A Writer's Diary

A Writer's Diary

Being Extracts From the Diary of Virginia Woolf

Book - 1982
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An invaluable guide to the art and mind of Virginia Woolf, drawn by her husband from the personal record she kept over a period of twenty-seven years. Included are entries that refer to her own writing, others that are clearly writing exercises; accounts of people and scenes relevant to the raw material of her work; and comments on books she was reading. Edited and with a Preface by Leonard Woolf; Indices.
Publisher: San Diego :, Harcourt,, [1982]
Copyright Date: ©1982
ISBN: 9780156027915
Branch Call Number: 823.912 Woolf
Characteristics: x, 355 pages ; 21 cm.
Additional Contributors: Woolf, Leonard 1880-1969,- Editor


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Oct 02, 2019

I had forgotten just how meaningful it was to read Woolf’s diary entries that involved her writing and literature. Any writer, whether they have read her works or not, will find this book useful. I plan to read it at least yearly (as I do “Alice in Wonderland”). It gave me such courage, as the genius Woolf shared her insecurities and how she worked through her novels. I have most of her works and have read most many times. I felt the tug to read them from the beginning alongside her diaries (or at least the writers diary that her husband was kind enough to gather for public view).

The diary strips Woolf and her works naked. It does it in such a way that it makes one more in awe of her talent, because while I still consider her a genius, these diary entries remind me that she was flesh and blood with the same doubts that I have about my gifts as a writer. Writing is both easy and hard for Woolf. Easy because she lived and breathed it and hard for the same reason.

Her writer’s life is laid bare as she writes and publishes her first novel and up until she lays down her pen after finishing her last (published after her death). This book lets us in behind the curtain of one of literary’s greatest writers. I put her up there with Shakespeare, though she would vehemently disagree with me on that count (we know because she speaks of it).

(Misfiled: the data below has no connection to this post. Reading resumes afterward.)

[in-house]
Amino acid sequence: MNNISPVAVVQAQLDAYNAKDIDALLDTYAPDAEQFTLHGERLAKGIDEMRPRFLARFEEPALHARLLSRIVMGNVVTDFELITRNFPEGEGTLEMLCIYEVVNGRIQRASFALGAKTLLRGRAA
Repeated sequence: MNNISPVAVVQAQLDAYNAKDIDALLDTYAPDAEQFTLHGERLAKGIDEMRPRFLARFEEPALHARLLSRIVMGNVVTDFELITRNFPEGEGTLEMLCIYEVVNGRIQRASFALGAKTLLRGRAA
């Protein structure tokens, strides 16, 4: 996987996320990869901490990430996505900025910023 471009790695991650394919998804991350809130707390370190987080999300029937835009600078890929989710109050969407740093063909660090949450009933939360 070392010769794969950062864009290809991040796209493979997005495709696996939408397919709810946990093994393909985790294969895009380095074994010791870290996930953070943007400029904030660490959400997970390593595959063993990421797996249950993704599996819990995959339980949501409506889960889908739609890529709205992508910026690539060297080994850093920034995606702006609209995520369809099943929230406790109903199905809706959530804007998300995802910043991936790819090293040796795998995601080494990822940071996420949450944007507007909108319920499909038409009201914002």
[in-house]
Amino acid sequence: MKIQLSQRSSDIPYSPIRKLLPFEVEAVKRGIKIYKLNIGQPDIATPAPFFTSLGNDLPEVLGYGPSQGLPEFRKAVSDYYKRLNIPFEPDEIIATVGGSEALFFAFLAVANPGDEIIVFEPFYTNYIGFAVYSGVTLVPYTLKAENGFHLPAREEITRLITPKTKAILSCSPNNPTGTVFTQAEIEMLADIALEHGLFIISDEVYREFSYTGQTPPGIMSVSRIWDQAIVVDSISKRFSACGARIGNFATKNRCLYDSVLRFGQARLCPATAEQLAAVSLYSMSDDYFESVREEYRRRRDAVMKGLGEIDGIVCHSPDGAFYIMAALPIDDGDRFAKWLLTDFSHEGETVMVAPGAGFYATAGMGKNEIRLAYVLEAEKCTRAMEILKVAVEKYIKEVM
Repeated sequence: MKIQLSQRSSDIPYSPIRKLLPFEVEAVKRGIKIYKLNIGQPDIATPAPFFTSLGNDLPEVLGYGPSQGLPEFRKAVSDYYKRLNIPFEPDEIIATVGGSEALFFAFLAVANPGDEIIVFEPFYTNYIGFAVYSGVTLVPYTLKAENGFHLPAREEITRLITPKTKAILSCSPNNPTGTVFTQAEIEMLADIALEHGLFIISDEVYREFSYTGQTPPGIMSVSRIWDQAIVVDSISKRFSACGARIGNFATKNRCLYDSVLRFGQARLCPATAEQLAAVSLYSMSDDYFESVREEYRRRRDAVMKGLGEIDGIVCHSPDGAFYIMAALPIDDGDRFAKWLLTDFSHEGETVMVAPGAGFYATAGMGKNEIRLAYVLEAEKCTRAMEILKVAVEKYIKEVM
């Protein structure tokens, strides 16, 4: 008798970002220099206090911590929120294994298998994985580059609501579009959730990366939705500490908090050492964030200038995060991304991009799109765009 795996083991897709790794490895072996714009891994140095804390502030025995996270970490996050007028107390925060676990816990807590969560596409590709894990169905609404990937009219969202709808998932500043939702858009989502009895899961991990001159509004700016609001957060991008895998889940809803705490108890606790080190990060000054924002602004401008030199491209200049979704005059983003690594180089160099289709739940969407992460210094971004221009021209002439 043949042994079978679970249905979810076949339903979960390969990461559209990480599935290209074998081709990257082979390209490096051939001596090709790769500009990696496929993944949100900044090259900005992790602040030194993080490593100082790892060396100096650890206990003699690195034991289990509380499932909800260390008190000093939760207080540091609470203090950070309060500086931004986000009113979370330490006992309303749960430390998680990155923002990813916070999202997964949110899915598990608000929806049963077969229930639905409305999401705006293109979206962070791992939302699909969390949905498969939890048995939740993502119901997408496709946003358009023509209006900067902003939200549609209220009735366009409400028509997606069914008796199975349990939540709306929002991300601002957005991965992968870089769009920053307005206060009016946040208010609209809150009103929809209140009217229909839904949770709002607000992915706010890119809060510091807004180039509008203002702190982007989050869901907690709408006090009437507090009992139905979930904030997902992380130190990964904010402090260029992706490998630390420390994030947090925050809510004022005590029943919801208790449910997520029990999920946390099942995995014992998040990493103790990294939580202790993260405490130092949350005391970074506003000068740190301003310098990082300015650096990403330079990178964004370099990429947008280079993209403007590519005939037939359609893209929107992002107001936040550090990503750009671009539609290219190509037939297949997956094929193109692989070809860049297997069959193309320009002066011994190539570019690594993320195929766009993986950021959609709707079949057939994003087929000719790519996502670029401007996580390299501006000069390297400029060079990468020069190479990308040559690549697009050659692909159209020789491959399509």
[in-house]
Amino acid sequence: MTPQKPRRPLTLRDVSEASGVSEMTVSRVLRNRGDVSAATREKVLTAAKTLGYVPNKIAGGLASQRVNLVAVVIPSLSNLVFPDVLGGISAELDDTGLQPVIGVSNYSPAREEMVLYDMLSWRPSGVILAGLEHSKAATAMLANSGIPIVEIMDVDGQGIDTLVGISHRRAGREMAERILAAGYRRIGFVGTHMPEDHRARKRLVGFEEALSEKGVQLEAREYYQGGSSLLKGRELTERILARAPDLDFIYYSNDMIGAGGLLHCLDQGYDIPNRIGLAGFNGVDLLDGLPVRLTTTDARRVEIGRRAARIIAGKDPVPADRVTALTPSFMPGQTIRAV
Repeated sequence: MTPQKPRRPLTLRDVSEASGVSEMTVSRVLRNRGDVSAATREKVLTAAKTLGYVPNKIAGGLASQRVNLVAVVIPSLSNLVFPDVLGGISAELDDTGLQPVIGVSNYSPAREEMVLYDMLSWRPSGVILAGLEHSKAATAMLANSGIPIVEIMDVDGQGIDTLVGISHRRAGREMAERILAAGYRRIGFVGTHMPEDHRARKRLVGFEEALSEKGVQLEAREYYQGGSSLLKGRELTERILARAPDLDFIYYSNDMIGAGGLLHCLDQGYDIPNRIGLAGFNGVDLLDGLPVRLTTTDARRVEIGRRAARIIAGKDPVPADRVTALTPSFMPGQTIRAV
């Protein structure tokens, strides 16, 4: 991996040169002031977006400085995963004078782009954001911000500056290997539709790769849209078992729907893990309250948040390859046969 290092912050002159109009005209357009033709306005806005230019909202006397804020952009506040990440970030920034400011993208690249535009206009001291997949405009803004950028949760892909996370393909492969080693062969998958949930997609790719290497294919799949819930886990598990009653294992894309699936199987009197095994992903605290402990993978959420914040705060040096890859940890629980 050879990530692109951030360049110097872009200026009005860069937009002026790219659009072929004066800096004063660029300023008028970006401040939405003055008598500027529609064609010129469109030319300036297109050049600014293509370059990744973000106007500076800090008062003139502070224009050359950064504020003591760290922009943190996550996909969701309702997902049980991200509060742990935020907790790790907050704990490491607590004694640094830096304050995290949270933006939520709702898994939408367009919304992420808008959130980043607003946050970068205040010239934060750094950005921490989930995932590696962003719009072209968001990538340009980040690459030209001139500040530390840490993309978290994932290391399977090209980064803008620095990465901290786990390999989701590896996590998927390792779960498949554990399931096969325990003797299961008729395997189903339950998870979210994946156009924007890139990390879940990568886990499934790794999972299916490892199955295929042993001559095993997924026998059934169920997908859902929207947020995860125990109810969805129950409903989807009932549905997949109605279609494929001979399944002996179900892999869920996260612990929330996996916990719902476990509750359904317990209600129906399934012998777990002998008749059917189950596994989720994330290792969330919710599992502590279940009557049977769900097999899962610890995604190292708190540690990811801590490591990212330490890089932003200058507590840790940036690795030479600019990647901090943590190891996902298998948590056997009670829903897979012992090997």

There are so many poignant moments in this book, too many to count. Toward the end, the war to come and the war that finds itself on Woolf’s doorstep is a heavy reminder of what is to come in her own life. It’s as if the drama playing out in the world was mirrored within her very being. Her jottings of Hitler were spot on and made me think of Trump. Woolf saw Hitler as a little man, one that was a master of distraction. She had his number. She had Trump’s number too, even though she died a few years before he was born.

This is a reread, but for the first time I read the whole thing out loud. I was moved to for some reason. It was well worth the time. It helped me hear her voice more clearly. It illuminated things I had missed before. Though, I’m a different person than the girl that first read this gem. I understood on a deeper level some of the things she wrote and some I understood for the first time.

As the years moved on from 1913, I couldn’t help counting down how much time she had left. She left me with enough works to read but I can’t help but think about the cards she left on the table. She had more in her to write, but as she wrote in her diary, no writer has enough time to write or read all that they want in one lifetime. I know the feeling.

The next time I read this one, I will take note of the things that struck me most. I didn’t this time as I wanted to just soak her in before I got down to the business of working on a novel. Or as Woolf does - giving it my undivided attention. That is the best thing that struck me about reading this book, the amount of herself that she gave to all her works. She didn’t just dive deep, she gave everything she was to her writing. Something I don’t think she did to anything or anyone else.

She showed how she embraced what every writer should do: read more than you write. Throughout her diaries, she would write and then she would read. She knew the layering of this practice only made one a better writer and was important to help one come back to one’s work with fresh eyes.

After I read the last entry, I was struck how a writer’s life might look boring to someone without a writer’s bent. It looks to me to be the most adventurous one can live. It also struck me that if Woolf and I were living in the same time, I would finally feel worthy enough to ask her to tea, while also knowing it would exhaust us both. Unless, we drank our tea in silence and allowed the silent conversation that was swirling around us to take the lead.

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